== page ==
Is it any wonder Google refuses to give out actual revenue and profit figures for Android? The smartphone ad business sucks. I suspect it will always suck, and “ads” on the smartphone will evolve into something much different than ads on our PCs. Think of a combination of location-based coupons, points for check-ins, iPhone Passbook rewards, QR codes everywhere, click-to-call via our smartphone maps and more. But display ads? Text links? Those are so 20th century. This year was the year when the moneymen began to grasp the new ad reality.
#4 Adroid, not Google, in China. Android has become the dominant smartphone platform, by market share, in a very short time. It has also become the dominant platform in China. Except…it is Android without Google. Google Search, Google Maps and the host of Google services that Google offers up for free so that they can capture our personal data and sell it to advertisers (and provide us with more ‘relevant answers’) is a failed strategy in the world’s biggest smartphone market. This will have repercussions on Google and the Android ecosystem for years to come. I predict that Google will hand over valuable pieces of itself so that it can get back into China, soon.
#3a Sub-$50. This was the year we were supposed to get a sub-$200 smartphone, thanks to Google’s Android giveaway and what I consider borderline magical low-cost manufacturing. Except, we then got the sub-$100 Android device. Now we are close to the sub-$50 Android device. How? Don’t ask – just be amazed. The computing power once available to a very select few within a very select few corporations in a very select few countries is now rapidly making its way into the hands of everyone, from America to Zimbabwe.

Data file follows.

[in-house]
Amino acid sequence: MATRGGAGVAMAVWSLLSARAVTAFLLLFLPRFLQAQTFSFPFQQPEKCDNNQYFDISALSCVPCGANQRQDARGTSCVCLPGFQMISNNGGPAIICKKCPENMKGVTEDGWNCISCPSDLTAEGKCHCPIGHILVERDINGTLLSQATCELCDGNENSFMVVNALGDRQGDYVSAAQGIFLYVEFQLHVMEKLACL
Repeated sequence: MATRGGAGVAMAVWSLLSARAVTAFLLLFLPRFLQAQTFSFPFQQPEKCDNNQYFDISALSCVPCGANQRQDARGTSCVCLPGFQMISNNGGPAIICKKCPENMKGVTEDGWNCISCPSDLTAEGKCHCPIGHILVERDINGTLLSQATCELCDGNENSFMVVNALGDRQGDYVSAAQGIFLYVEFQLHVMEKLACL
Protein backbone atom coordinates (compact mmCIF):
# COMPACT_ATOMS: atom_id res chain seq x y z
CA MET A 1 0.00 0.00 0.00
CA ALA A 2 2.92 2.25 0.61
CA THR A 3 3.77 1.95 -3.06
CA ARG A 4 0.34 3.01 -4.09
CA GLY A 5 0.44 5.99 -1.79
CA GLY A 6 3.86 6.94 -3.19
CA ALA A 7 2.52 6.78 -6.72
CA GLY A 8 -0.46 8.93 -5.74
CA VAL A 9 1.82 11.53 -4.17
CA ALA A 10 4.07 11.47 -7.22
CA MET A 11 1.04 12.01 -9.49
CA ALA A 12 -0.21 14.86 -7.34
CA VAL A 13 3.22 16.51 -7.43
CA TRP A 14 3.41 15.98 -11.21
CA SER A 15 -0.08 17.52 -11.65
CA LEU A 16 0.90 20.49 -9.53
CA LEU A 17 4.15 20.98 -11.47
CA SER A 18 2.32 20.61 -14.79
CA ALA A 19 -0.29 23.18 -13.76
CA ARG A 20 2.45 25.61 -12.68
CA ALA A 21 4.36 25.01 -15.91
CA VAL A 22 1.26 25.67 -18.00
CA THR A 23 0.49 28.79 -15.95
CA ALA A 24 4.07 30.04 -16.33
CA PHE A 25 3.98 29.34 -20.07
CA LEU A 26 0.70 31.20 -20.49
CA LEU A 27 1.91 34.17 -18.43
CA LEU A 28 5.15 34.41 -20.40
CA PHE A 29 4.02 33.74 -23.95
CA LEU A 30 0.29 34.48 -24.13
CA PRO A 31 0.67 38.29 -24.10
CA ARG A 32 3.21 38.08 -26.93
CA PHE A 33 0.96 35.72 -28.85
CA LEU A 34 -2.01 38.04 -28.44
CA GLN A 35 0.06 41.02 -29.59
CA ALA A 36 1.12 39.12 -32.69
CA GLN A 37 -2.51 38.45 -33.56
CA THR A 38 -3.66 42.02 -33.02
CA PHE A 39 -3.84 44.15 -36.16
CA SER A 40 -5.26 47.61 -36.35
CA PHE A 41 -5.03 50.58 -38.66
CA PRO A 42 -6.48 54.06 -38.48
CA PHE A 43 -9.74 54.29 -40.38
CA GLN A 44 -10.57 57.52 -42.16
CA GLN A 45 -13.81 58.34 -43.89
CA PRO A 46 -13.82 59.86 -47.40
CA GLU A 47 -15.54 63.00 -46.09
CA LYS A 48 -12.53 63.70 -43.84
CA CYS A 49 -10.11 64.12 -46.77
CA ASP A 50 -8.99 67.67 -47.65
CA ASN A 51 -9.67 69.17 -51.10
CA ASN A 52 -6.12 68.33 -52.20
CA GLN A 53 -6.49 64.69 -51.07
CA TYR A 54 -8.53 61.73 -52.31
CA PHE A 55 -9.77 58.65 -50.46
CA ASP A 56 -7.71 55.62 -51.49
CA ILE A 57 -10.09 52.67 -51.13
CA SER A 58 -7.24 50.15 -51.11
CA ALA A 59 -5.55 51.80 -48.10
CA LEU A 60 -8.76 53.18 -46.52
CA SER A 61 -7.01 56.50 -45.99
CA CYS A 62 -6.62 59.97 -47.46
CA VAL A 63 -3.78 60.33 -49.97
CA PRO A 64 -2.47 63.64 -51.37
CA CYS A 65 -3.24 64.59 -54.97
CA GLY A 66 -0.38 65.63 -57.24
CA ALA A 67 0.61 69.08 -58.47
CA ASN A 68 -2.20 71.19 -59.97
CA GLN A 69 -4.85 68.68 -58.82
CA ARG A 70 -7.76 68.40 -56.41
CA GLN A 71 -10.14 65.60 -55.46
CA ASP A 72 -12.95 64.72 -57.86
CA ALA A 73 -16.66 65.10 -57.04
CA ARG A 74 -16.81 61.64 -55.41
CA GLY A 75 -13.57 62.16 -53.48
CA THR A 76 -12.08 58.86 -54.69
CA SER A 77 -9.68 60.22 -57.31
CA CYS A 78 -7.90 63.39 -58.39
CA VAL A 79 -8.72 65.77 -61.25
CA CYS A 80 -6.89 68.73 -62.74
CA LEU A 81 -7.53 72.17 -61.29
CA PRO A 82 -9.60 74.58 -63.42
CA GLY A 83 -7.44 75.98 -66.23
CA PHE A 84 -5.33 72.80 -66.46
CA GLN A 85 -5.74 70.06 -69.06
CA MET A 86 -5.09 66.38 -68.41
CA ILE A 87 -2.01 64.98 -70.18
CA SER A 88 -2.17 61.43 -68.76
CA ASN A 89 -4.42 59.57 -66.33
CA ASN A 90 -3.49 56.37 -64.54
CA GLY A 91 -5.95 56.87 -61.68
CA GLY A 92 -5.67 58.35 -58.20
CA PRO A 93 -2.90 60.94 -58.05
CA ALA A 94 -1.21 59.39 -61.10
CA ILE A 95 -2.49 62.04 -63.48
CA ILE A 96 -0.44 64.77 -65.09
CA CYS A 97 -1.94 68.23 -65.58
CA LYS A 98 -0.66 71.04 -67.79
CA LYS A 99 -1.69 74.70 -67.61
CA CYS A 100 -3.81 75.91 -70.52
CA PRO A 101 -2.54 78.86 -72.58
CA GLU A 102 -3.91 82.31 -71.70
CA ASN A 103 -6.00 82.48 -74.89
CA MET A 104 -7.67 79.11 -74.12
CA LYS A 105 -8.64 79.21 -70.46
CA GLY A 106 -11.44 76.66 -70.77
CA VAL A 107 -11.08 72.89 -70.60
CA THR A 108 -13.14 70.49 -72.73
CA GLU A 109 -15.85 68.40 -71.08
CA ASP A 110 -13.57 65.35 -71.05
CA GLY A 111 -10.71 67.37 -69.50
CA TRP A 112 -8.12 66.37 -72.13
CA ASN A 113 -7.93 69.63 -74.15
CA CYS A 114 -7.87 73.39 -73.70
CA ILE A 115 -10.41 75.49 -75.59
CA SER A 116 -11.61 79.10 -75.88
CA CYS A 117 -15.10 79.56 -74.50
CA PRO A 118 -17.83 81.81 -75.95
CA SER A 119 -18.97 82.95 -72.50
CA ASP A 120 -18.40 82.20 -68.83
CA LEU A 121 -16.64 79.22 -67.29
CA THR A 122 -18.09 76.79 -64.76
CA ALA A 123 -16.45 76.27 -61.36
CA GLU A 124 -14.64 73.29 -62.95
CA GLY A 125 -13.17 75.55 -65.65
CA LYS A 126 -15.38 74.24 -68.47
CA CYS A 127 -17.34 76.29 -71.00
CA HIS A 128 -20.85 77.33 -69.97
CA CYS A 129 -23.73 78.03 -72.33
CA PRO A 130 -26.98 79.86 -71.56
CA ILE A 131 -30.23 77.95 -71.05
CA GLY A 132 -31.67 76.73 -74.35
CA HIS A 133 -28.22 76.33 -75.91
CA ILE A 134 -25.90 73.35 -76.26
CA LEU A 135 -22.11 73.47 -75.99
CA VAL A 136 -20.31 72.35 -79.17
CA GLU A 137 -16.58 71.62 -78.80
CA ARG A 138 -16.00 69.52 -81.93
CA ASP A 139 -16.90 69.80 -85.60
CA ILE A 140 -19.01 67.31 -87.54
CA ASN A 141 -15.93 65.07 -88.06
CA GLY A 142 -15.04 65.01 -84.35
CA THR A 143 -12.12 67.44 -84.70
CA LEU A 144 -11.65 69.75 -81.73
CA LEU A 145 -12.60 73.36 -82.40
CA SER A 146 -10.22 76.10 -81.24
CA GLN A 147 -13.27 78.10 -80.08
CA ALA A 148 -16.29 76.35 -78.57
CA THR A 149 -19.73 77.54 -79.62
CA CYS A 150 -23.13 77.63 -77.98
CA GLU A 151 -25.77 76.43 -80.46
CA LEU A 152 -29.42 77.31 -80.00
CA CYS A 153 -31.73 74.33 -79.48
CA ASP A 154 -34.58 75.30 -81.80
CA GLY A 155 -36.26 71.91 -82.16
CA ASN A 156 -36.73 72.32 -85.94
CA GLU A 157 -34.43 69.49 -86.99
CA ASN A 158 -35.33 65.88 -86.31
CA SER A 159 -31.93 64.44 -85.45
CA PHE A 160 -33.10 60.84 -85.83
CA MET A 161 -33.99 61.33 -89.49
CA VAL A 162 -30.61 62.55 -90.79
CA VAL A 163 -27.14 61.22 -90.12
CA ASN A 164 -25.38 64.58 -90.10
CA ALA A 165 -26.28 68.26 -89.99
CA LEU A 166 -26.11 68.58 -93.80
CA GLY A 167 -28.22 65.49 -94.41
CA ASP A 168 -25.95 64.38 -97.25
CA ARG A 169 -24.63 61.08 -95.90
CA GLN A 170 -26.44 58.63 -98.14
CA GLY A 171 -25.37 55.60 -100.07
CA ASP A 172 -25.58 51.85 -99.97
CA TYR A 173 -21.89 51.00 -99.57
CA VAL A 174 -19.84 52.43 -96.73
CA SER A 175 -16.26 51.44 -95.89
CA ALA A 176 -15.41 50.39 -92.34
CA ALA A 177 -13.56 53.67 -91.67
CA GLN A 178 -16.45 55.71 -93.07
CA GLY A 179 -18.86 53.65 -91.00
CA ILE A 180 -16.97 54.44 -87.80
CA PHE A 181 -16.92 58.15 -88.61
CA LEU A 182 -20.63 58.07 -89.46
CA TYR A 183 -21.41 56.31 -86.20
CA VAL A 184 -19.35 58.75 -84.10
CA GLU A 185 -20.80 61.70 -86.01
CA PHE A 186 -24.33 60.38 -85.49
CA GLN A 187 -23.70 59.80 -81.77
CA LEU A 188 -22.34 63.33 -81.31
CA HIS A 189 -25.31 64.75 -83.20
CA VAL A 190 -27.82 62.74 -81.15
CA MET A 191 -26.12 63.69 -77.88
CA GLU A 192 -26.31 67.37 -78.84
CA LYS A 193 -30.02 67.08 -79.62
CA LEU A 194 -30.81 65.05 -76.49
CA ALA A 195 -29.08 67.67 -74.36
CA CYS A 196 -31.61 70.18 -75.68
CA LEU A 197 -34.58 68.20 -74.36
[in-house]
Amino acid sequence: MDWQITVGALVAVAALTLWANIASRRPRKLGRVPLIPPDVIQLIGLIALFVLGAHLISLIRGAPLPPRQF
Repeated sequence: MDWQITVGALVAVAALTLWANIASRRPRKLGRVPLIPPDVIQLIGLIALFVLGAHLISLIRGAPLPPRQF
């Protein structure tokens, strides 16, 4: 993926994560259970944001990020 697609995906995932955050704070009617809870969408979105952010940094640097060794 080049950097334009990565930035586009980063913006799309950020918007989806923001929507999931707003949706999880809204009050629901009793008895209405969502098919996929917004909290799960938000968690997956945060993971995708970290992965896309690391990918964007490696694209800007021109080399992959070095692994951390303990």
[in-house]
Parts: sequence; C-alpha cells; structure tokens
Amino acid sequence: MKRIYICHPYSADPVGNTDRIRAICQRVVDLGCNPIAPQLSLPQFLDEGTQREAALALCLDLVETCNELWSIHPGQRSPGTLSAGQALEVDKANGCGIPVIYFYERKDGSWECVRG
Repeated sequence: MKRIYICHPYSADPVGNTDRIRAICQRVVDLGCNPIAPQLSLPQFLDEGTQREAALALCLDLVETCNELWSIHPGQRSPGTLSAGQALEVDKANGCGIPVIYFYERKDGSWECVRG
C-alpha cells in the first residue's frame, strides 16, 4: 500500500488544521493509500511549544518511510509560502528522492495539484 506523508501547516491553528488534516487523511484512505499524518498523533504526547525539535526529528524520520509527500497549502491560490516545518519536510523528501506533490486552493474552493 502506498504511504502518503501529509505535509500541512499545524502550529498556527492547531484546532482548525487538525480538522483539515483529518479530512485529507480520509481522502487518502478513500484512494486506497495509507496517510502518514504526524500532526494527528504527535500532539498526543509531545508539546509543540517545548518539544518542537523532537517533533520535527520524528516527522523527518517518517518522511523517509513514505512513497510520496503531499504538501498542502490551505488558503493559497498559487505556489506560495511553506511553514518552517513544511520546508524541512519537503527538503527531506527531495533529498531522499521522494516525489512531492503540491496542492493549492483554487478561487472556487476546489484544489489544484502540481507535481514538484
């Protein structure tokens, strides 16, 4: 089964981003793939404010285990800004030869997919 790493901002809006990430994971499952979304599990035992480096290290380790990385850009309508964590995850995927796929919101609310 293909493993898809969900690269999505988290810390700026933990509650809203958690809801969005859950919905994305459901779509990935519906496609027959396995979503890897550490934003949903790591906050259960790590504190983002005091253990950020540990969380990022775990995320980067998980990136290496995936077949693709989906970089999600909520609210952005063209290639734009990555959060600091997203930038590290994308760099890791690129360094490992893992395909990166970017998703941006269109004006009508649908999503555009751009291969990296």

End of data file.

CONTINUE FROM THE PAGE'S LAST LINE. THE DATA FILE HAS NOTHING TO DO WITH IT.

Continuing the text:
#3b Bigger is Better. While the long history of electronics gadgets has been to go small, this year the reverse became true, and not just with iPhone. Big screens and “phablets” continue to grow in popularity, usability be damned.
#2a Map Wars. Much has already been written about how Apple tossed Google Maps off the iPhone and how Apple absolutely botched the launch of Apple Maps, turning it into an fast-moving PR disaster. Whichever side you are on in this battle, chances are you are on the wrong side. Because Apple did not lose and Google did not lose. What we all learned is that to succeed in the smartphone wars, even Google must be on the iPhone – it is that critical to success. We also learned that Apple is at least years away from catching up to Google on mapping and other cloud-based services – and may never be able to catch up.
The losers were those rooting for other platforms. The “map wars” revealed that Google and Apple dominate the global smartphone market.
#2b Android Engagement. Despite a massive marketshare lead, we are still left wondering what, exactly, Android users are using their Androids for? Web surfing, app usage, photo uploads, ad impressions and numerous other statistics consistently reveal that iPhone users are radically more engaged with their devices – and thus, getting far better value from them.
#1 Samsung versus Apple. Is it any wonder I have predicted that Samsung will acquire Android outright? Fact is, Samsung is the only company making any real money off Android. Samsung has become the world’s top-selling smartphone maker and, unlike virtually every single other Android partner, they make a profit – billions, in fact. Samsung dominates Android in a way that no other company does, except possibly Google itself. In 2012, we transitioned from Apple vs. Android to Apple vs. Samsung. These are the two dominant companies, the only ones making any real money, and the only ones that offer devices customers are demanding for by name